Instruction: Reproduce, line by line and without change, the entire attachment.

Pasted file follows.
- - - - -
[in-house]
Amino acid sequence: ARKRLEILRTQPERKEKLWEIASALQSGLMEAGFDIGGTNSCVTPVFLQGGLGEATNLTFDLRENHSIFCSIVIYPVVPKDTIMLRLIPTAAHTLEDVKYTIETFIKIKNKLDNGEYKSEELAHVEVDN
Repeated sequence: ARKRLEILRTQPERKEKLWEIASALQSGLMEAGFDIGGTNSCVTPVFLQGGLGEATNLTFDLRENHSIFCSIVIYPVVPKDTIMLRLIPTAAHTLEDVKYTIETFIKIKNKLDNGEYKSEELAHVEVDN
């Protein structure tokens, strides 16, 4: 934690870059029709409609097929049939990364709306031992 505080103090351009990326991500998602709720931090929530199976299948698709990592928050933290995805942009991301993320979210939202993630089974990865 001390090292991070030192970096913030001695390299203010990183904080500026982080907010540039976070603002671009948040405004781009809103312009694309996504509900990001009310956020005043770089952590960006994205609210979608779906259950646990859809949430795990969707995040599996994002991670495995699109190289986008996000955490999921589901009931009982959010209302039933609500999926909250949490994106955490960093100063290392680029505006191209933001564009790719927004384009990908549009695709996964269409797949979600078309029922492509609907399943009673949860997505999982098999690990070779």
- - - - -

[in-house]
Amino acid sequence: ARKRLEILRTQPERKEKLWEIASALQSGLMEAGFDIGGTNSCVTPVFLQGGLGEATNLTFDLRENHSIFCSIVIYPVVPKDTIMLRLIPTAAHTLEDVKYTIETFIKIKNKLDNGEYKSEELAHVEVDN
Repeated sequence: ARKRLEILRTQPERKEKLWEIASALQSGLMEAGFDIGGTNSCVTPVFLQGGLGEATNLTFDLRENHSIFCSIVIYPVVPKDTIMLRLIPTAAHTLEDVKYTIETFIKIKNKLDNGEYKSEELAHVEVDN
């Protein structure tokens, strides 16, 4: 934690870059029709409609097929049939990364709306031992 505080103090351009990326991500998602709720931090929530199976299948698709990592928050933290995805942009991301993320979210939202993630089974990865 001390090292991070030192970096913030001695390299203010990183904080500026982080907010540039976070603002671009948040405004781009809103312009694309996504509900990001009310956020005043770089952590960006994205609210979608779906259950646990859809949430795990969707995040599996994002991670495995699109190289986008996000955490999921589901009931009982959010209302039933609500999926909250949490994106955490960093100063290392680029505006191209933001564009790719927004384009990908549009695709996964269409797949979600078309029922492509609907399943009673949860997505999982098999690990070779």